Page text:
Your Home is not an ATM and 7 Reasons Why You Should Weigh Your Options Before Investing in Real Estate
Over the past couple of years, America has been wracked with financial pain and many of the basic tenets of investment and wealth-building have been upended.
Although real estate has brought some handsome returns, it’s important to point out that real estate has also ruined many property owners who rue the day they tiptoed into “the market”.
Inspired by an article, “Real Estate Price Plunge Makes U.S. Homeownership a Perilous Path” we’ve outlined a few principles that every buyer should consider before signing on the dotted line:
- A home is shelter. When you purchase a house, condo, duplex, manufactured home or mansion – you are buying a roof over your head. It may indeed be the best investment you ever made -- or the worst. The great American Dream of homeownership has turned into the biggest nightmare for many recent homebuyers.
- A home is not an ATM. In recent years, homeowners were able to get Home Equity Lines of Credit (HELOC) and could “tap” their equity, open the spigot, and pay for vacations, remodels, and college educations. HELOCs are now much harder to obtain, and the days of home as cash machine are probably long behind us.
- Past trends are no indications of future performance. Read your mutual fund literature and you’ll find a similar disclosure. The following is the breakdown of annual price appreciation over various decades: 40s – 6.2%, 50s – 15%, 60’s – 4.3%, 70’s – 13%, 80’s – 6.8%, 90’s – 5.1%, 00’s – 2.5%. It’s anyone’s guess where real estate values will head in the future.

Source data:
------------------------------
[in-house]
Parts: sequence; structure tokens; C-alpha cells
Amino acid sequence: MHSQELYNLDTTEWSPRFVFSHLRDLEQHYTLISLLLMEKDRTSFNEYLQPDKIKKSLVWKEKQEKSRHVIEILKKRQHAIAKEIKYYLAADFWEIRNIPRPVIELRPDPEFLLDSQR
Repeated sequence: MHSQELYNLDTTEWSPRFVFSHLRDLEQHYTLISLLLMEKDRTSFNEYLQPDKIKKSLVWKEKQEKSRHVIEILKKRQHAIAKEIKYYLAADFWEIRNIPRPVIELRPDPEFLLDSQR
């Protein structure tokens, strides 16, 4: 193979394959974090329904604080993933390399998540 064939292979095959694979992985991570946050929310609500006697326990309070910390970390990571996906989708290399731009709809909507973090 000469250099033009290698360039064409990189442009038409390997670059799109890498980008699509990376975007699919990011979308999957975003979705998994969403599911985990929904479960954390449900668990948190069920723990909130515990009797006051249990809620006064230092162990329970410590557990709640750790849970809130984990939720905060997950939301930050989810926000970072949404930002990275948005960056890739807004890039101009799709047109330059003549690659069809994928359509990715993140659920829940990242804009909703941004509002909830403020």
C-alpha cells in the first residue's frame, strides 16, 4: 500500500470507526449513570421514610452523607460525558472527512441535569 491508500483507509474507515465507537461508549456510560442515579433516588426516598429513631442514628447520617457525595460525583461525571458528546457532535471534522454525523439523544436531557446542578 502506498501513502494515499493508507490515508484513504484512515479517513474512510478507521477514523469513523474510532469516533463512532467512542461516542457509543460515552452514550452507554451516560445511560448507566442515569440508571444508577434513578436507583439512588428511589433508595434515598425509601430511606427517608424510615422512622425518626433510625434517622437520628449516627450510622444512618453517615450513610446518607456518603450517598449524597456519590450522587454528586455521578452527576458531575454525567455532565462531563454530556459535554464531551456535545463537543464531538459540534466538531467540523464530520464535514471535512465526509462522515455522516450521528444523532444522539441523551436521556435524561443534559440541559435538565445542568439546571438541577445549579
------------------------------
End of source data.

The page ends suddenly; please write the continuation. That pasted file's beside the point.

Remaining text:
- Tax rules change and so may the tax benefits of homeownership. Although the mortgage interest tax deduction is the sacred cow of the American tax system and has been preserved through generations thick and thin, there’s no guarantee it will continue in the future. Ditto for the deduction of property tax.
- Real estate belongs in the “risky” pool of your investments. Just because it is real property and it is tangible doesn’t mean its value can’t vaporize just like that great Internet incubator stock you picked in 2000. Although it probably won’t run to zero, many California homeowners have seen the value of their “investment” plunge by 50% or even more.
- Renting can be cheaper and less of a headache than owning. In much of central Los Angeles, it’s much cheaper to rent a house or condo than to purchase the same. And when your roof is leaking one rainy night during the monsoon season, you may wish you could just call your landlord to handle the problem.
- You might get lucky and real estate might make you rich. “If you buy a home in Beverly Hills or an apartment on Manhattan’s Upper East Side, over the next five and even 10 years you are going to do very well,” said one quoted consultant. You might build wealth by buying a home – but go into the proposition with eyes wide open.